The Democrat’s Sisyphean Challenge
In ancient Greek mythology Sisyphus was punished and forced for eternity to roll an enormous boulder up a hill only for it to come roll back down the hill as he neared the peak.
In many ways, Democrats face their own Sisyphean challenge as they look to make electoral headway in the age of Trump. To be successful this year and beyond, Democrats will need to climb over some significant institutional barriers.
But do these really matter if there is a so called ‘Blue Wave’ coming? The short answer is yes, especially since whatever wave is coming appears to be modest in size.
Unfortunately, the reality for Democrats is that the playing field is decidedly tilted to the GOP. And that’s before we even get to the politics.
To win back the US House, Democrats will need to overcome 3 significant structural barriers. Let’s start with a big one – gerrymandering. A subsequent post will outline the other two obstacles – the assault on voting rights and the systematic purging of eligible voters from the voter lists.
Following the 2008 Presidential election, the Republicans fearing political wilderness due to the demographic changes taking place in the country and electorate, put in place the most aggressive, politically manipulative gerrymandering plan the country had ever seen. Code named REDMAP, the plan sought to take back statehouses in key swing states like North Carolina, Ohio, and Pennsylvania in order to control the 2010 redistricting process and limit the number of US House seats Democrats could reasonably expect to win.
A terrific (but horrifying!) read of David Daley’s Ratf**ked: Why Your Vote Doesn’t Count outlines how the GOP poured massive amounts of money into small, down ballot races, the likes of which had never been seen before. In doing so, the GOP capitalized on the traditional mid-term backlash against the sitting President, in this case, President Obama.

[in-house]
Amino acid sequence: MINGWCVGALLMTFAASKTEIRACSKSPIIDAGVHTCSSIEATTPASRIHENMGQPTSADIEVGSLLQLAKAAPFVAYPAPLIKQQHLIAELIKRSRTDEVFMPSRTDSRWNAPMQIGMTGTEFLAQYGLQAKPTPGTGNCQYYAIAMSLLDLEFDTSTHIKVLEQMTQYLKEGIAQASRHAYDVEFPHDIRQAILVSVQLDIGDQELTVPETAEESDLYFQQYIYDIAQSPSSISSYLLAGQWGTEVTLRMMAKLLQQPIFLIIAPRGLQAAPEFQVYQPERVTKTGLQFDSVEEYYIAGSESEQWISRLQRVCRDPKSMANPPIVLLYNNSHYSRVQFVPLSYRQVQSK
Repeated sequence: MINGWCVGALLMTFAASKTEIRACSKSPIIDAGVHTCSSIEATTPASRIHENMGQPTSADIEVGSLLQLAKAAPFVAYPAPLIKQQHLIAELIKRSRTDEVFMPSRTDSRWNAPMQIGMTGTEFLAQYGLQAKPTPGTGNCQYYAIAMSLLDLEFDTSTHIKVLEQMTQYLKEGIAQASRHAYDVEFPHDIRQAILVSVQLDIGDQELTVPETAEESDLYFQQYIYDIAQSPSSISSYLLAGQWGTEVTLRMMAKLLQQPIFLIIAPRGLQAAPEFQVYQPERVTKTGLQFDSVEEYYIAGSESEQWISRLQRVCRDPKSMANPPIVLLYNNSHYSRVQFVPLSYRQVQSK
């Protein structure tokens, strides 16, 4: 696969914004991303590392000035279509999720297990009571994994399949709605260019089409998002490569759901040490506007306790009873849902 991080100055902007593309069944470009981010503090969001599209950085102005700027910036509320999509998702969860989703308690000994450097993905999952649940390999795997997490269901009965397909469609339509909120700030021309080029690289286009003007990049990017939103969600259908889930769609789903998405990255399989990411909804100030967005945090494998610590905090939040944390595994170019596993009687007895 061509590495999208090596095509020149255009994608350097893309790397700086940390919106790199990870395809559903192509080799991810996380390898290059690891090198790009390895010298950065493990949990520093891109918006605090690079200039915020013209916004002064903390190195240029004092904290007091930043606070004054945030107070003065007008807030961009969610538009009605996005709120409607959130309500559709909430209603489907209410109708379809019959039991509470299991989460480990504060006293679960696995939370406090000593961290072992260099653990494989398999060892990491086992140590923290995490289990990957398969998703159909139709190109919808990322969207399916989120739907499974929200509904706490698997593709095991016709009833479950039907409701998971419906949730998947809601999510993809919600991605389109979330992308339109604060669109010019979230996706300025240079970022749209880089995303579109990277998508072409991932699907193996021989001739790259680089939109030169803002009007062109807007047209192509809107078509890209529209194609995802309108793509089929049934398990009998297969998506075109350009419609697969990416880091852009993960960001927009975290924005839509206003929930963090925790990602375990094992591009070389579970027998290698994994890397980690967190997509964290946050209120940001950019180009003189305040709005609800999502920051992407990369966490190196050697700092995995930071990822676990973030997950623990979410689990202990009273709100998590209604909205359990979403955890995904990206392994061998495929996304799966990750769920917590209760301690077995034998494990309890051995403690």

Once they won control of many of the state houses they targeted, the Republicans went to work packing Democratic voters into overwhelmingly Democratic seats. The result was the creation of Republican seats that could withstand almost anything short of a Democratic tsunami and a so called “wave election”. And this work created congressional maps that even looked like a series of cartoon characters which were widely mocked by the media.
The political impact of REDMAP was to effectively shut Democrats out of power in Congress – no matter the outcome of the vote. And it worked damn well. As an example, in 2012, even as Democrats won 51% of the Congressional vote in Pennsylvania, they only won 28% of the Congressional seats! And by the way, Obama also beat Romney that same year by over 300,000 votes in Pennsylvania. Some prize the Democrats got for winning the state!
Recently, the state courts have started to throw out gerrymandered seats and draw the lines fairly, meaning that in places like Pennsylvania, Democrats stand to gain at least 2 Congressional seats right off the bat and perhaps more, just by having fairly drawn district lines.
But in too many other states, the GOP gerrymanding plan has not been overturned or effectively challenged and Democrats trying to push the boulder up the hill in 2018 are largely running in heavily fortified Republican gerrymandered seats, where Republican registration significantly outnumbers Democratic registration.
As Daley points out in his book, America is the only democracy to allow politicians to choose their voters – rather than the other way around! Democrats you are forewarned, we are going to need a HUGE wave to overcome this. We will review 2 other important structural barriers in the next post.
Bradley Honan is CEO and President of Honan Strategy Group, a Democratic polling and digital analytics firm.